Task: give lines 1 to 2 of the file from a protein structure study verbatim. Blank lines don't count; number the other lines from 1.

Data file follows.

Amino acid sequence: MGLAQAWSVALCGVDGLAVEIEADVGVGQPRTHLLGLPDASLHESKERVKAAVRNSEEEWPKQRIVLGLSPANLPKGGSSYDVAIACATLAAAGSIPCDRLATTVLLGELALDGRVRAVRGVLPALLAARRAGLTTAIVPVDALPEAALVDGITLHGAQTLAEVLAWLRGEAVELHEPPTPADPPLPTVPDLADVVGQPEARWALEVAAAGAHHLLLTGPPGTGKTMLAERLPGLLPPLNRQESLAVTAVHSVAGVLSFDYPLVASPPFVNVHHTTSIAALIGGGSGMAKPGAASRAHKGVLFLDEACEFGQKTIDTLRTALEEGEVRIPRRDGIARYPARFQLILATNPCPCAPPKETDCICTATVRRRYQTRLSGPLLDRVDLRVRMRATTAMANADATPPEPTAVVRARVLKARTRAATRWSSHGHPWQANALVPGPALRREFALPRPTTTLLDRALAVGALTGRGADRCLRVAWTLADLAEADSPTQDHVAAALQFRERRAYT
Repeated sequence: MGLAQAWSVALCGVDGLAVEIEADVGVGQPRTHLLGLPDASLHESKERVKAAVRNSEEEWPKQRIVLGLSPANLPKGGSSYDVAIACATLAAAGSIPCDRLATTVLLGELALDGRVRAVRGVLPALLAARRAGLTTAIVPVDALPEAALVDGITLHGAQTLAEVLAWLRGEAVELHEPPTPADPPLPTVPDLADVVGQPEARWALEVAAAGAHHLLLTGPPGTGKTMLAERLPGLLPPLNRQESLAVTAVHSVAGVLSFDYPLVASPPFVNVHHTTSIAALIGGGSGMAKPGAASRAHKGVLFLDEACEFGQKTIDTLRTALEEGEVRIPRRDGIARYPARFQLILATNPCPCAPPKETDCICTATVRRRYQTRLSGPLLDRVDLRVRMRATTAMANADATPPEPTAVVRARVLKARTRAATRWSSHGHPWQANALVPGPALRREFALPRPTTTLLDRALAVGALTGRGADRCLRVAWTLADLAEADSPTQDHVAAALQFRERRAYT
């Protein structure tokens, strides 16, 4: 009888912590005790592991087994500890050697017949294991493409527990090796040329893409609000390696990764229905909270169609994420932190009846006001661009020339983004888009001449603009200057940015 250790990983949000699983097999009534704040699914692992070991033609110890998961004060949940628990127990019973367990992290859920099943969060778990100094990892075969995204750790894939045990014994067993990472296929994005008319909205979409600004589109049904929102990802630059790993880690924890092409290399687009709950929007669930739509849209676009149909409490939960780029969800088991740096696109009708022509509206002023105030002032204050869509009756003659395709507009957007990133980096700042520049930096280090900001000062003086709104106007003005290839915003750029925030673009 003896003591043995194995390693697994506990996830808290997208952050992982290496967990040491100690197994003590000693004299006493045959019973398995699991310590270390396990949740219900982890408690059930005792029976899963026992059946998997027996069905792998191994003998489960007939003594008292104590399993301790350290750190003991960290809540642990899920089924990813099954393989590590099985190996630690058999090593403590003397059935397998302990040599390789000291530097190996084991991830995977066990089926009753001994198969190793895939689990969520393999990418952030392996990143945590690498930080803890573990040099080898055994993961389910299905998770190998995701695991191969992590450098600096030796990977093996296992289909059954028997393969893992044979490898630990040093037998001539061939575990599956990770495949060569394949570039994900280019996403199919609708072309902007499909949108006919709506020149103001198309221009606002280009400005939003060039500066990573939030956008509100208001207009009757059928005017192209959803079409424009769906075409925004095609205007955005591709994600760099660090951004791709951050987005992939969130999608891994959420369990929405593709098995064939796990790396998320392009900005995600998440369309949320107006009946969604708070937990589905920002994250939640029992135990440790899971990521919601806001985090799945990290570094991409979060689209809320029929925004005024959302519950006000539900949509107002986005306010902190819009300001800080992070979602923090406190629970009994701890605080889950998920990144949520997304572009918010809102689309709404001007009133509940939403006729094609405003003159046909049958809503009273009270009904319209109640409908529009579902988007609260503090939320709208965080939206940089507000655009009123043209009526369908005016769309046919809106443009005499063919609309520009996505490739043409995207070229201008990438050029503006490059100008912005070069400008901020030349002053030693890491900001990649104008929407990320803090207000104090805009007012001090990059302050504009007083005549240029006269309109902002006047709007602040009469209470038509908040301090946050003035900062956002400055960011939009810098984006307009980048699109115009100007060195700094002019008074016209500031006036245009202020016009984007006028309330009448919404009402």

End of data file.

Amino acid sequence: MGLAQAWSVALCGVDGLAVEIEADVGVGQPRTHLLGLPDASLHESKERVKAAVRNSEEEWPKQRIVLGLSPANLPKGGSSYDVAIACATLAAAGSIPCDRLATTVLLGELALDGRVRAVRGVLPALLAARRAGLTTAIVPVDALPEAALVDGITLHGAQTLAEVLAWLRGEAVELHEPPTPADPPLPTVPDLADVVGQPEARWALEVAAAGAHHLLLTGPPGTGKTMLAERLPGLLPPLNRQESLAVTAVHSVAGVLSFDYPLVASPPFVNVHHTTSIAALIGGGSGMAKPGAASRAHKGVLFLDEACEFGQKTIDTLRTALEEGEVRIPRRDGIARYPARFQLILATNPCPCAPPKETDCICTATVRRRYQTRLSGPLLDRVDLRVRMRATTAMANADATPPEPTAVVRARVLKARTRAATRWSSHGHPWQANALVPGPALRREFALPRPTTTLLDRALAVGALTGRGADRCLRVAWTLADLAEADSPTQDHVAAALQFRERRAYT
Repeated sequence: MGLAQAWSVALCGVDGLAVEIEADVGVGQPRTHLLGLPDASLHESKERVKAAVRNSEEEWPKQRIVLGLSPANLPKGGSSYDVAIACATLAAAGSIPCDRLATTVLLGELALDGRVRAVRGVLPALLAARRAGLTTAIVPVDALPEAALVDGITLHGAQTLAEVLAWLRGEAVELHEPPTPADPPLPTVPDLADVVGQPEARWALEVAAAGAHHLLLTGPPGTGKTMLAERLPGLLPPLNRQESLAVTAVHSVAGVLSFDYPLVASPPFVNVHHTTSIAALIGGGSGMAKPGAASRAHKGVLFLDEACEFGQKTIDTLRTALEEGEVRIPRRDGIARYPARFQLILATNPCPCAPPKETDCICTATVRRRYQTRLSGPLLDRVDLRVRMRATTAMANADATPPEPTAVVRARVLKARTRAATRWSSHGHPWQANALVPGPALRREFALPRPTTTLLDRALAVGALTGRGADRCLRVAWTLADLAEADSPTQDHVAAALQFRERRAYT